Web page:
Note that the impact of parallax is very dependent on the kind of interaction users have with the information on-screen. Minimizing parallax errors for fine control, or adjustment of multiple variables, may require smaller angles. Bold, simple adjustments may be fine with bigger. Every aspect of a touch screen UI depends on the specifics of what you are demanding of your users, so confirm your real needs with early mock-ups.
- The thickness of glass used over the top of a given display (or any other material, including air gap) will create a parallax effect.
- A simulation using the intended screen will clarify the impact of parallax with your screen and user needs.
- The problem of parallax error diminishes if the lens and display glass is very thin. If there is no extra layer of glass over the LCD component, i.e. the difference between the touch surface and the display surface is minimal, then in practice parallax largely disappears.
- The display usable angle is closely tied to button size and spacing. When parallax can’t be avoided, space out information on screen to diminish parallax impact.
The diagrams below look at location and angle for a touch screen at a kitchen surface height, which is typical for labs, carts, and many use situations. Users are shown in an international (not just US) size range, from a 5th percentile female to a 95th percentile male. (All dimensions in inches.)
User Parameters for a Fixed Touch Screen
The two images below show a median angle to position a fixed display. This display angle places the 5th percentile female to a 95th percentile male within an acceptable envelope of viewing angle (+/- 30°).
- A position optimized for taller users (an angle of 56º; closer to horizontal) is more awkward for the 5th percentile to view and button-press. Step stools might be needed.
- A position optimized for shorter users (an angle of 26º; closer to vertical) is more awkward for the 95th percentile. They might need to stoop.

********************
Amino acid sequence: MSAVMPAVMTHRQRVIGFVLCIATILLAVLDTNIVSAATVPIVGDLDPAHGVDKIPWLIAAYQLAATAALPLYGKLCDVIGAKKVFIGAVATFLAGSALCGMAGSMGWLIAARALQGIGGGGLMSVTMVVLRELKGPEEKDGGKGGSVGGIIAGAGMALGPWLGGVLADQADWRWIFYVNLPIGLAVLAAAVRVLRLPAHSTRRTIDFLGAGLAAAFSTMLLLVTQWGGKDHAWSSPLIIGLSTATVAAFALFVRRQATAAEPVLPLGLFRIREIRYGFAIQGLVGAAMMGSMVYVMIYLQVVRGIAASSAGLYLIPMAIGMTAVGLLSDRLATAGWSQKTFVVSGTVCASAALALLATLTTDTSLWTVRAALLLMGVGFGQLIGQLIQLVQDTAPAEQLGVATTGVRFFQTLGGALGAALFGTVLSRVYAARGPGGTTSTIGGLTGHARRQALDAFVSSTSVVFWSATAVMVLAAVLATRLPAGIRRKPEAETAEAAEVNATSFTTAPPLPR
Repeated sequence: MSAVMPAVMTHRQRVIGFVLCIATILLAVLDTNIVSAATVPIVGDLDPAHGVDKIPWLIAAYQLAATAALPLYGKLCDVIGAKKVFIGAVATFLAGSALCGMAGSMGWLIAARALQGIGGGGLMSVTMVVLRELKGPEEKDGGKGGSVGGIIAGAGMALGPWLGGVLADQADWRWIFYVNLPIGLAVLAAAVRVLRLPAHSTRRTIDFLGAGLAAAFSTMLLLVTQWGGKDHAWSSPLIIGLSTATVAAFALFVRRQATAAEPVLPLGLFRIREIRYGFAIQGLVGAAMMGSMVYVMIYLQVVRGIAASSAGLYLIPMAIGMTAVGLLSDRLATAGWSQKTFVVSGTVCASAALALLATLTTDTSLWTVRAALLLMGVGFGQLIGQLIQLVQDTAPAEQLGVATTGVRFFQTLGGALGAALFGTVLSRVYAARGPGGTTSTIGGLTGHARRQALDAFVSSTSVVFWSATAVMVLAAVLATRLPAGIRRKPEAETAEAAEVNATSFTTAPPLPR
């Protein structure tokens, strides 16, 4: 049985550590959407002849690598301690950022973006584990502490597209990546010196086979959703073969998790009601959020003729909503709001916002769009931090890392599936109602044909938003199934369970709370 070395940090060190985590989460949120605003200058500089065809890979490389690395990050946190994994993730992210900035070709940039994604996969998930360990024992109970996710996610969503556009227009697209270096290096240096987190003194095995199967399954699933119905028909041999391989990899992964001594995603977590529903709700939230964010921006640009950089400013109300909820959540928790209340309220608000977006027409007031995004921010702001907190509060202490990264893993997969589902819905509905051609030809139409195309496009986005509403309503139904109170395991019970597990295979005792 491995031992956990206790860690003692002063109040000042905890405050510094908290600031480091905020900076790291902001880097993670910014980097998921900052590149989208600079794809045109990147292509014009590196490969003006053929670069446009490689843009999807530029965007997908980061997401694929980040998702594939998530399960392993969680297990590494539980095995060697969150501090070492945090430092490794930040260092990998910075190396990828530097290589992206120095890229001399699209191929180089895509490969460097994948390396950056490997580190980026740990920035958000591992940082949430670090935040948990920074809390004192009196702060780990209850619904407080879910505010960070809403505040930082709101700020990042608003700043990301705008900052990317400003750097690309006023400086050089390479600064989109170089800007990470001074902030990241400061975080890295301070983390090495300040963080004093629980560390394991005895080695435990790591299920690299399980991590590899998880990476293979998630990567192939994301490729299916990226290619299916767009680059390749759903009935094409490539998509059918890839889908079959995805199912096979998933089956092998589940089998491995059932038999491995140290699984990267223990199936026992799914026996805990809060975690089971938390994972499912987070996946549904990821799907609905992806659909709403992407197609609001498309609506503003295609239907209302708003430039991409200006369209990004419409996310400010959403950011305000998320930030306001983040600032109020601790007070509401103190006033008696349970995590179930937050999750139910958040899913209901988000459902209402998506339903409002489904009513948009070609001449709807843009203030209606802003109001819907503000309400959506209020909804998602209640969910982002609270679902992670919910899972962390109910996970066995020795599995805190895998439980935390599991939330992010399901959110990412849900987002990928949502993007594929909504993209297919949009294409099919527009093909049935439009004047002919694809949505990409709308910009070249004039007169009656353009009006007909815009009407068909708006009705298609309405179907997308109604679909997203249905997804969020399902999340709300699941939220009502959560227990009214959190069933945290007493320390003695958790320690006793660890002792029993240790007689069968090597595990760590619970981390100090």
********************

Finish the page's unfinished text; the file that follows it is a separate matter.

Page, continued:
Consider your customer base and select the best tradeoffs accordingly.
User Parameters for an Adjustable Touch Screen
The two images below depict the ideal angle required to position the display normal to the viewing, while the composite image shows the amount of tilt (30°) required to accommodate both users.
Weighing the Trade-Offs: Fixed or Adjustable?
Consider a fixed display if…
- The display interaction is occasional and does not require fine control of many settings, or analysis of very finely detailed visual information.
- You have the room on the product to locate the display at the optimal height.
- Cost reduction is a higher priority than gaining optimal interaction for all users
- The industrial and mechanical design of the enclosure can be made to accommodate a fixed screen (issues such as appearance, tolerancing the bezel for fit and finish; serviceability; the ruggedness of the location of the fixed display, etc.)
- The gender of users skews significantly to one or the other. In this case you might optimize the angle for your likely user population, rather than compromising for the blanket 5th to 95th percentile of both genders. (The obvious example: optimize display angle for shorter users if more of them will be women.)
- Tests with physical mock-ups show that body posture of 5th to 95th percentile users is acceptable with a fixed screen.
Consider an adjustable display if…
- Touch and visual interaction with the display is frequent and requires fine control of many settings, and analysis of finely detailed visual information.
- Locating it at a fixed angle and optimal height is not practical on the surfaces of the product.
- It is preferred to provide optimal interaction for all users. Adding adjustability will require that the product either tolerate a higher price point, or the manufacturer a lower margin.
- The industrial and mechanical design of the enclosure works better with an adjustable screen (adjustability may help with issues such as appearance tolerancing, serviceability, ruggedness, etc.)
- The gender of users is likely to be balanced, and in the markets for which anthropometric data is presented here: US, Northern EU, and BRIC countries.
- Tests with physical mock ups show desirable body posture for 5th to 95th percentile users with an adjustable screen.
The values used to arrive at both fixed and adjustable potential solutions are not absolute science. Numbers are based on the working assumptions about each of the variables. They must be compared against real world tests and new developments in screen view angles, depths, etc. Technology keeps improving on the standards that become inputs to this decision, but the fundamental principles laid out here remain the same.
Before finalizing any design choices, make and test physical mock-ups. Don’t forget to explore real-word conditions like glare, hand and arm posture, tasks your users will perform, and duration of use.
Choices around touch screen display position will drive good or bad ergonomics into a user’s experience of your product. Stay on the side of the angels by evaluating early and testing potential solutions as you move forward towards developing a refined touch screen product.